Review by Graham Johnstone
‘Fante Bukowski’ is the aptly-chosen pen name of Noah Van Sciver’s undiscovered genius, a composite of Charles Bukowski, and the latter’s less famous ‘God’, John Fante: all three ‘semi-autobiographical’ writers of bohemian life.
Over sixty pocket-sized pages, van Sciver’s original account of his struggling writer’s musings, and staggerings though literary events was captivating. It evoked pathos as often as it provoked laughter. Is there, though, enough mileage for this second, and much longer volume?
Fante Bukowski Two catches up with Fante a year after the end of the first volume, when he quit town (and a promising relationship with young writer Audrey Catron) to find “somewhere he could breathe”. Ironically, the comically seedy motel he’s checking into, and the veiled menace of it’s proprietor, suggest he’s effectively in the same place.
Van Sciver has finely-honed antennae for clichés of writer stories, and succeeds in mining from them fresh narrative and comic potential. For example, after hooking-up with sex-worker, ‘Lady’ he boasts “You probably had no idea that you’d be sleeping with a great writer today, huh?” only to be told that Cormac McCarthy was there yesterday. McCarthy is just the sort of gritty, but literary, writer ‘Fante Bukowski’ would admire. This sequence is full of passing jokes: cartoonists “are excellent lovers” she says, but, (playing to Fante’s hobby horse), “the worst are editors. They’re so critical!” More than an amusing aside, this scene reveals Fante. It also sets up important plot developments: his (traceable) payment by credit card, and her compromising knowledge of an important editor, whom Fante bumps into – with his wife. Similarly, attendance at a poetry anthology launch, both satirises the scene as the editor thanks attendees for “witnessing the birth of my newest child”, and progresses the plot. Fante has the inspiration that if he too publishes a zine, he’ll be the editor, and “accept all [his] own submissions”.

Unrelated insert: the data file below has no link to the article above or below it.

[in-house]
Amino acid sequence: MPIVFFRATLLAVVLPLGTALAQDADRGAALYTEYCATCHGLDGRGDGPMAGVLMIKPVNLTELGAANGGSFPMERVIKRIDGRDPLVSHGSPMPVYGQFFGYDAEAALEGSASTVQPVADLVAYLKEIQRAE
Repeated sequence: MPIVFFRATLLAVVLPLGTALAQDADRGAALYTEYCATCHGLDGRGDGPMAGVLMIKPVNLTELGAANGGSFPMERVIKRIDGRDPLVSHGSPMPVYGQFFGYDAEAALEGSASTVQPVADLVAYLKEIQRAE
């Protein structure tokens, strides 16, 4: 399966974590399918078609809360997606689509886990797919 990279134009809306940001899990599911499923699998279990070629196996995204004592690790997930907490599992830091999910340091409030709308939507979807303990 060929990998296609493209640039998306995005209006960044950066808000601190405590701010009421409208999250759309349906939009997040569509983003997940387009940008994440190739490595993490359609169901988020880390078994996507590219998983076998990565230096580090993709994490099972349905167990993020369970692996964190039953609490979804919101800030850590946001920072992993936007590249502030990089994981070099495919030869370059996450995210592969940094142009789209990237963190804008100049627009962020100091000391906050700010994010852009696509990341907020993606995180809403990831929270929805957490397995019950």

The protagonist’s Fante/Bukowski inspired model of the dissolute writer is contrasted with clean-living Atticus Blake, and Audrey, now touring her successful second book. The pompous Blake is a target for satire, but not the thoroughly decent Audrey. She, instead, serves to satirise the price of success: the boredom of tours, and pressure to commercialise, in this case by granting film rights to her multi-generation family saga to absurdly mismatched director Michael Bay.
Novels about ‘artists’ (Kunstlerromane) typically channel the author’s own life, (as did both Fante and Bukowski), and Van Sciver has confirmed this, though emphasising a “struggling, unappreciated younger self” that he can look back on and mock. Audrey is more reverentially treated: compare her very literary readings to Fante’s howlers. She may be based on Van Sciver’s actual love interest (who appears in his autobiographical comics as ‘Amy’). Audrey even starts dating a Van Sciver lookalike… at least until he suspects her lingering feelings for ‘Fante Bukowski’, who is, in turn, fictionalised in her book. These multiple, interwoven layers of fiction with potential fact, the balance of humour and pathos, combined with the romantic tease of whether Fante and Audrey will reunite, keep the pages turning throughout this second, and longer volume.
The art here seems now to be Van Sciver’s settled style, much looser (and presumably faster) than his debut: there’s no need here for the historic mise-en-scène, exactitude, and general gravitas of fact-based The Hypo: The Melancholic Young Lincoln. Still, Van Sciver’s a confident artist, able to create distinctive and expressive characters, and propel them through a thoroughly engaging comedy drama.
Third and final volume A Perfect Failure appeared in 2018, with all three collected in 2020’s The Complete Works of Fante Bukowski.